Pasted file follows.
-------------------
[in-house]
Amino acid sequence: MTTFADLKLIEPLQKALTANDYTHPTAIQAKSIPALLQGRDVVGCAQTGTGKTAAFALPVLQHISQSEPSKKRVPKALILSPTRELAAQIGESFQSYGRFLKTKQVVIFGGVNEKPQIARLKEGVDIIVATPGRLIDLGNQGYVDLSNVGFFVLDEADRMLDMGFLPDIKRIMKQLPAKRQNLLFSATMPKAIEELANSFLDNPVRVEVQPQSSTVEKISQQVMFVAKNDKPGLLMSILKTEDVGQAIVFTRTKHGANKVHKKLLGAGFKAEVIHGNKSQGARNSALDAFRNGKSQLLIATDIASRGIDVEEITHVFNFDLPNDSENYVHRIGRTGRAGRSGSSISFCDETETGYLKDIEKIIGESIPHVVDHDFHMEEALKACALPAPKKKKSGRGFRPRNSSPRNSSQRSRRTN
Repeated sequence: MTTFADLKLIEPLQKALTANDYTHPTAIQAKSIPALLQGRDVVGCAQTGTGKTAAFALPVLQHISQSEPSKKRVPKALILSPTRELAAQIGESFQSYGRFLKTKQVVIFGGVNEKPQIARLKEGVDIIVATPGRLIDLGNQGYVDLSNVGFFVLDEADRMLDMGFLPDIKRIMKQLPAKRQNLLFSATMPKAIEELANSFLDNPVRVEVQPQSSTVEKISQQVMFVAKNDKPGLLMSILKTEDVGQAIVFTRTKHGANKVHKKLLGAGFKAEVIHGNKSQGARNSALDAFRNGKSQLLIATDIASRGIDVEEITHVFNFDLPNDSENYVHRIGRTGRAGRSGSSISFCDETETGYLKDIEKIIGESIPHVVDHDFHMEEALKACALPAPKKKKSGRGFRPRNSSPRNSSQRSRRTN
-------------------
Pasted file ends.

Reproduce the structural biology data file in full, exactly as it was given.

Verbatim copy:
[in-house]
Amino acid sequence: MTTFADLKLIEPLQKALTANDYTHPTAIQAKSIPALLQGRDVVGCAQTGTGKTAAFALPVLQHISQSEPSKKRVPKALILSPTRELAAQIGESFQSYGRFLKTKQVVIFGGVNEKPQIARLKEGVDIIVATPGRLIDLGNQGYVDLSNVGFFVLDEADRMLDMGFLPDIKRIMKQLPAKRQNLLFSATMPKAIEELANSFLDNPVRVEVQPQSSTVEKISQQVMFVAKNDKPGLLMSILKTEDVGQAIVFTRTKHGANKVHKKLLGAGFKAEVIHGNKSQGARNSALDAFRNGKSQLLIATDIASRGIDVEEITHVFNFDLPNDSENYVHRIGRTGRAGRSGSSISFCDETETGYLKDIEKIIGESIPHVVDHDFHMEEALKACALPAPKKKKSGRGFRPRNSSPRNSSQRSRRTN
Repeated sequence: MTTFADLKLIEPLQKALTANDYTHPTAIQAKSIPALLQGRDVVGCAQTGTGKTAAFALPVLQHISQSEPSKKRVPKALILSPTRELAAQIGESFQSYGRFLKTKQVVIFGGVNEKPQIARLKEGVDIIVATPGRLIDLGNQGYVDLSNVGFFVLDEADRMLDMGFLPDIKRIMKQLPAKRQNLLFSATMPKAIEELANSFLDNPVRVEVQPQSSTVEKISQQVMFVAKNDKPGLLMSILKTEDVGQAIVFTRTKHGANKVHKKLLGAGFKAEVIHGNKSQGARNSALDAFRNGKSQLLIATDIASRGIDVEEITHVFNFDLPNDSENYVHRIGRTGRAGRSGSSISFCDETETGYLKDIEKIIGESIPHVVDHDFHMEEALKACALPAPKKKKSGRGFRPRNSSPRNSSQRSRRTN